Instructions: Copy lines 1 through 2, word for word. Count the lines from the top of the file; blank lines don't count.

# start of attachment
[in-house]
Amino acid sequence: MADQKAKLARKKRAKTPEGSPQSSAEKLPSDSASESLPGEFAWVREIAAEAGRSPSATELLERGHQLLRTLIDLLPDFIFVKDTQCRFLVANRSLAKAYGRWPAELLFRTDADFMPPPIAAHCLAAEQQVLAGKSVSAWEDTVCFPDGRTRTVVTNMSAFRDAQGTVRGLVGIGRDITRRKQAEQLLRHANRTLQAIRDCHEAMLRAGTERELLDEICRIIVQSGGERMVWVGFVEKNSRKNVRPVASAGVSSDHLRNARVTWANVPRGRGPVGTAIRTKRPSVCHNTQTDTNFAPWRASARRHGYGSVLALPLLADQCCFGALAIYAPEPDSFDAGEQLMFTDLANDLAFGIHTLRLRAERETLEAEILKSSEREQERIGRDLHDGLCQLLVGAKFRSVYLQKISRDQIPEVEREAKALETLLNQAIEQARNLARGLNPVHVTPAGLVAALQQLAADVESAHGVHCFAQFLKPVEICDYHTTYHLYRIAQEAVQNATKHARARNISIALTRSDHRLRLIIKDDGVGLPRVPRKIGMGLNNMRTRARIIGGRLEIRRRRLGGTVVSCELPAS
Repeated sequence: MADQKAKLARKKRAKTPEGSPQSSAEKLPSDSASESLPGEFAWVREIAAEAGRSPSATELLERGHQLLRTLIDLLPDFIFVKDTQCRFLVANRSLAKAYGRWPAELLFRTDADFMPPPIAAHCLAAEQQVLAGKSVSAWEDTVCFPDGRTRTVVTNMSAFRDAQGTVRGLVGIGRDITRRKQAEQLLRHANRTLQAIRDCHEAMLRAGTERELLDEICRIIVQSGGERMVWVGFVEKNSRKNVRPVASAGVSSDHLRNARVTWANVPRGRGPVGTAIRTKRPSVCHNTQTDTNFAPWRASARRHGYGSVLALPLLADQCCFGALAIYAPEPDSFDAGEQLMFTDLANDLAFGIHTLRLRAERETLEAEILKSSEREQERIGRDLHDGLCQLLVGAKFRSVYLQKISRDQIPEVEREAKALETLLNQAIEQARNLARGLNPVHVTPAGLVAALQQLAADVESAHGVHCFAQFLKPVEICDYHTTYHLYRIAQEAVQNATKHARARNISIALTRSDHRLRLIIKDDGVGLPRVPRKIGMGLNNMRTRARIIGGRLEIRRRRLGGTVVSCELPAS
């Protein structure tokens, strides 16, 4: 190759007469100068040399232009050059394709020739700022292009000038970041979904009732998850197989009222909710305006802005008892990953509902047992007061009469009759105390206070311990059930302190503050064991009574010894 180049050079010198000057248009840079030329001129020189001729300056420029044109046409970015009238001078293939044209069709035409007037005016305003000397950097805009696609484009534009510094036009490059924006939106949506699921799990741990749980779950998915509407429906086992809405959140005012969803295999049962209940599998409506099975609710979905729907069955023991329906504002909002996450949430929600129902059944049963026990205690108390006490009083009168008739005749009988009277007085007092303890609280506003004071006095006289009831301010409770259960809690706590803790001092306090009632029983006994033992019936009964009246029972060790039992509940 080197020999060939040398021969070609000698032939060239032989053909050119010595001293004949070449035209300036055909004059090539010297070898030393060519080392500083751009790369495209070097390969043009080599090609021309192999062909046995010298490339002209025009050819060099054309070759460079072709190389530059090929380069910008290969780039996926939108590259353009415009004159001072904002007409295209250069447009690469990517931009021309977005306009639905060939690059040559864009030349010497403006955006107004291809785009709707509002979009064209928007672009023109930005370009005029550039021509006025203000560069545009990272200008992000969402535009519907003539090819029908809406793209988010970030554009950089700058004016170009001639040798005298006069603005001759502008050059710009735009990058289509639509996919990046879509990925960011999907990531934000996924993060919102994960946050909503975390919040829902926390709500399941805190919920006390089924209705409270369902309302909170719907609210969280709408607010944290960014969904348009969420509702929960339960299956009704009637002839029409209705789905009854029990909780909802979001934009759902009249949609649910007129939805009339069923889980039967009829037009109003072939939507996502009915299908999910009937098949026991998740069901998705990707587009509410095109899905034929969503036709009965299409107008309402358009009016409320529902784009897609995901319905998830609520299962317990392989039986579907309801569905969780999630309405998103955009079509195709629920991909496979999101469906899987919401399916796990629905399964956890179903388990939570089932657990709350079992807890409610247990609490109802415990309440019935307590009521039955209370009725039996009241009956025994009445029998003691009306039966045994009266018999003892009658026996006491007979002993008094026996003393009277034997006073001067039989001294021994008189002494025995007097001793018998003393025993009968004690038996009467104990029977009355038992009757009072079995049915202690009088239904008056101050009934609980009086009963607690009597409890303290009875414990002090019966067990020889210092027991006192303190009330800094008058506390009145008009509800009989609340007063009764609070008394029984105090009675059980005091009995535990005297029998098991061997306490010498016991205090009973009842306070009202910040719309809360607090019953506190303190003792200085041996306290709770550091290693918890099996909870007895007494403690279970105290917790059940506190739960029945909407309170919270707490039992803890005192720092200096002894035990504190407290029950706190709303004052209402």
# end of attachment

[in-house]
Amino acid sequence: MADQKAKLARKKRAKTPEGSPQSSAEKLPSDSASESLPGEFAWVREIAAEAGRSPSATELLERGHQLLRTLIDLLPDFIFVKDTQCRFLVANRSLAKAYGRWPAELLFRTDADFMPPPIAAHCLAAEQQVLAGKSVSAWEDTVCFPDGRTRTVVTNMSAFRDAQGTVRGLVGIGRDITRRKQAEQLLRHANRTLQAIRDCHEAMLRAGTERELLDEICRIIVQSGGERMVWVGFVEKNSRKNVRPVASAGVSSDHLRNARVTWANVPRGRGPVGTAIRTKRPSVCHNTQTDTNFAPWRASARRHGYGSVLALPLLADQCCFGALAIYAPEPDSFDAGEQLMFTDLANDLAFGIHTLRLRAERETLEAEILKSSEREQERIGRDLHDGLCQLLVGAKFRSVYLQKISRDQIPEVEREAKALETLLNQAIEQARNLARGLNPVHVTPAGLVAALQQLAADVESAHGVHCFAQFLKPVEICDYHTTYHLYRIAQEAVQNATKHARARNISIALTRSDHRLRLIIKDDGVGLPRVPRKIGMGLNNMRTRARIIGGRLEIRRRRLGGTVVSCELPAS